Quote:Interestingly, St. Alphonsus even says that, because the female is generally not as warm (aroused) as the male, that the female can arouse herself (touch herself) even after insemination. St. Alphonsus's question is Theologia Moralis l. 6, n. 919 [PDF p. 328-329 of this]: "An autem, si vir se retrahat post seminationem, sed ante seminationem mulieris, possit ipsa statim tactibus se excitare, ut seminet?" ["Whether, if the man pulls out after insemination (ejaculation), but before the insemination of the woman, she can still excite herself with touches, that she inseminate?"]. In this context, "inseminate" means "ejaculate" (for a male) or "be wet" (for a female); it could, perhaps, also be translated as "orgasm." The moralists who thought she couldn't didn't realize the "semen mulieris" ["female seed"] "est necessarium ad generationem" ["is necessary for conception"]. But most moral theologians agree it is permissible. Here's a rough translation of St. Alphonsus's explanation:
Quote:The reason is that the woman's insemination pertains to the completion of the conjugal act, which consists in the insemination of both Spouses; thus, as the woman can touch herself in preparation for copulation, so also can she to perfect the act of copulation: … All [moral theologians] thus concede that women, who are naturally more frigid, can excite themselves with touches before copulation so that they inseminate while having marital intercourse.
Note: This only applies to the female!
So, certainly the husband can touch the wife so that she complete the act, but never can the wife orally or manually stimulate the husband's genitals.

I've never heard that before.  I've always been taught what Dr. Feser said.  It doesn't make sense to me.  Oral stimulation isn't necessary for the completion of the act, but some form of arosal is necessary.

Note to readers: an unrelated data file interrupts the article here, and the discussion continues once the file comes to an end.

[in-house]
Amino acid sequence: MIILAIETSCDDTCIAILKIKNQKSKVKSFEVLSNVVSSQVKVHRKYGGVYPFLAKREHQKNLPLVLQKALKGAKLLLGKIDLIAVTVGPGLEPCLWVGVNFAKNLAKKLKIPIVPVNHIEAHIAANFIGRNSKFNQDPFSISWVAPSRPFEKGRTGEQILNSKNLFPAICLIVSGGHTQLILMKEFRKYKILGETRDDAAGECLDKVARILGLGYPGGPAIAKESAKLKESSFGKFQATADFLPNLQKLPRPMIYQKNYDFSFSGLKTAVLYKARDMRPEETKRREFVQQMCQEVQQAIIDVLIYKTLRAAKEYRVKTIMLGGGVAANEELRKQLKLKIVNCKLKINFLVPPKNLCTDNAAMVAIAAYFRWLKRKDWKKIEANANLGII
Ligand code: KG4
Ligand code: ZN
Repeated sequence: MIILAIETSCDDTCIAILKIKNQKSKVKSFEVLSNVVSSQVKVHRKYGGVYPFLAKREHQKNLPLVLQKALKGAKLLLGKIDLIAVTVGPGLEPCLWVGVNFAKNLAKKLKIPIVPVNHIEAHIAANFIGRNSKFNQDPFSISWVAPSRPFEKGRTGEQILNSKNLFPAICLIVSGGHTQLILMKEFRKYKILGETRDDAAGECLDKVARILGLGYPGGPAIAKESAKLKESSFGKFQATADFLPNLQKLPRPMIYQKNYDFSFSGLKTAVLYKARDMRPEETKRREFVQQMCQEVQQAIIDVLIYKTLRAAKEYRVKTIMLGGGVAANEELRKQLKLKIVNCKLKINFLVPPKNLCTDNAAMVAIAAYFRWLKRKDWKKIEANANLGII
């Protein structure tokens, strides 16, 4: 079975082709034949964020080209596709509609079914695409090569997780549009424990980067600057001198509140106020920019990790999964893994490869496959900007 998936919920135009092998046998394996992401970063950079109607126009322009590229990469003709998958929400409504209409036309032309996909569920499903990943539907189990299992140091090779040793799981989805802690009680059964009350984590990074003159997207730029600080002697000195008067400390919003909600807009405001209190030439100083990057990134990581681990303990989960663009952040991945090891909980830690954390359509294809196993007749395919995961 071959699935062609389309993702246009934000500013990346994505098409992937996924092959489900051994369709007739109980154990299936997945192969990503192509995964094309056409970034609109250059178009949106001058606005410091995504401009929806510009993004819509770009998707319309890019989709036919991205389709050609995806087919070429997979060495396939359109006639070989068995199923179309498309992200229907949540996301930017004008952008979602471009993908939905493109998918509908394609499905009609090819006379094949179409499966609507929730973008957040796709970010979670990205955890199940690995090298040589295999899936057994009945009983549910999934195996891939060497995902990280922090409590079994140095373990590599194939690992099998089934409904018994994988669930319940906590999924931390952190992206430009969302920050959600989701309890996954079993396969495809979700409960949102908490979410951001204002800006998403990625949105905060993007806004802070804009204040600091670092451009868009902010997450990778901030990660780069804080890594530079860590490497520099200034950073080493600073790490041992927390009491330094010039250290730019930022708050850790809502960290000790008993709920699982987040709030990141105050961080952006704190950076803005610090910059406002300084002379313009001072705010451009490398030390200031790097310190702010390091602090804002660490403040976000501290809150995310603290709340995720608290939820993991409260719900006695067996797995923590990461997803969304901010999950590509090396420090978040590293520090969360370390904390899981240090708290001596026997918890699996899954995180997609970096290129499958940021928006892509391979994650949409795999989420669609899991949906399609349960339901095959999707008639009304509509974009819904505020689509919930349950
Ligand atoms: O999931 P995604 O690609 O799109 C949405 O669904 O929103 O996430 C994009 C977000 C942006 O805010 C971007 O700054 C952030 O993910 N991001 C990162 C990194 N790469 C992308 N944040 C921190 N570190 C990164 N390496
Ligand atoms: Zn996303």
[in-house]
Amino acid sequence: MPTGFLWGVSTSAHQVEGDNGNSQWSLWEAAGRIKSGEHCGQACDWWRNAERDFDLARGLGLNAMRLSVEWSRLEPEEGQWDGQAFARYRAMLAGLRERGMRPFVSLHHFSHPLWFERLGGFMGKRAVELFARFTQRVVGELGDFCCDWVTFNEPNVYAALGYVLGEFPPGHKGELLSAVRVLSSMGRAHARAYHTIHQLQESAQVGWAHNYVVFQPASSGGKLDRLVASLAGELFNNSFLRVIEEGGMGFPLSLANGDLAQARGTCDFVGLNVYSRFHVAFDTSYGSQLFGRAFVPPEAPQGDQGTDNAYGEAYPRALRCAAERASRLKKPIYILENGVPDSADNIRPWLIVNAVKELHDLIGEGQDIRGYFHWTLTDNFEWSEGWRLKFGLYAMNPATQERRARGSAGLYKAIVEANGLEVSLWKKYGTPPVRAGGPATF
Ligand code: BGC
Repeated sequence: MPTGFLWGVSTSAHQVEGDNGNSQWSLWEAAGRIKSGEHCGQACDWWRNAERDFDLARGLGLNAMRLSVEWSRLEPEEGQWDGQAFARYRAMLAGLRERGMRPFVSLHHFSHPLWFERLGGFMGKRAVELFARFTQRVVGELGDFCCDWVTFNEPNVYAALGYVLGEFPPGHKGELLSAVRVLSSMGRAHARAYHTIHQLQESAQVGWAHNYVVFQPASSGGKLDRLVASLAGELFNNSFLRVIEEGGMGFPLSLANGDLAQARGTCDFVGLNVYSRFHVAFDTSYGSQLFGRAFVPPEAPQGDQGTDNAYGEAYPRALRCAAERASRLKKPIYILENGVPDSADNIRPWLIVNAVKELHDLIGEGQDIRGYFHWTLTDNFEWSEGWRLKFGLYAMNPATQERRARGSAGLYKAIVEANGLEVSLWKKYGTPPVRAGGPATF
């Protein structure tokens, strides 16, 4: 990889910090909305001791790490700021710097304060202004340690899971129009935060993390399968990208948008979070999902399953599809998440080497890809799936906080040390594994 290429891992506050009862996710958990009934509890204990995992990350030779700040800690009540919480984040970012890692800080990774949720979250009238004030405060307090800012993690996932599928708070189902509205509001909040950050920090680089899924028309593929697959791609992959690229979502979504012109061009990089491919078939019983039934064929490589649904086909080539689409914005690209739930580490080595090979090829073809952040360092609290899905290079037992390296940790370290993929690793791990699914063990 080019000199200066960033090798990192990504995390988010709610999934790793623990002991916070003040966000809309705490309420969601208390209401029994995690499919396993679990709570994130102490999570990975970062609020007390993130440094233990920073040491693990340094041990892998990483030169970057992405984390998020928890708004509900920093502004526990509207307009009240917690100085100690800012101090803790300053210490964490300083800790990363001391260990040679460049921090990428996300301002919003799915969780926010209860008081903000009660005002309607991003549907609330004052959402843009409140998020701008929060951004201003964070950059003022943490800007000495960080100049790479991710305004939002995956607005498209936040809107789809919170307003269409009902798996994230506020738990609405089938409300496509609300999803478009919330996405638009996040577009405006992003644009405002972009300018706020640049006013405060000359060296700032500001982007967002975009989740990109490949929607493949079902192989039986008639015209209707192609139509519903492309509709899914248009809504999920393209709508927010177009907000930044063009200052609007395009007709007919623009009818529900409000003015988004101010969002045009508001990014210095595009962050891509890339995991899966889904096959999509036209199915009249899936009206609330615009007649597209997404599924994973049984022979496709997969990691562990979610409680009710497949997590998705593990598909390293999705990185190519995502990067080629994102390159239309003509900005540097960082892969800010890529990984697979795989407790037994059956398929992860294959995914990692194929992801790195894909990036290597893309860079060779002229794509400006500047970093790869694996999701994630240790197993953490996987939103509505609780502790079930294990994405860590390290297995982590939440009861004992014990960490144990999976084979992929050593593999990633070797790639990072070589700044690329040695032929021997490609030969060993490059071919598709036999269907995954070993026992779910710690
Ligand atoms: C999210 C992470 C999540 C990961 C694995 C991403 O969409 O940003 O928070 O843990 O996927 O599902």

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#29
It always amazes me when people get into the minutia of what is and is not permitted in the marriage bed. "What if this act is performed in such a ways as to..." funny stuff.
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#30
(06-18-2015, 06:01 PM)Papist Wrote: It always amazes me when people get into the minutia of what is and is not permitted in the marriage bed. "What if this act is performed in such a ways as to..." funny stuff.
Hm, casuistry can be overdone, but there is certainly a place for minutia because it is simply taking the fundamental moral principles to their logical application. We can analyze in reverse from conclusion (minutia) to premises to see whether those premises are true, and in this area there is need for caution since the very difference among heterosexual, homosexual, or sodomitic relations is dependent upon it. If there are legitimate conditions for oral sex or masturbation, then what principles allow that, and are those principles legitimate? If legitimate, do they also happen to allow for other conclusions that are clearly immoral? Then there's a problem.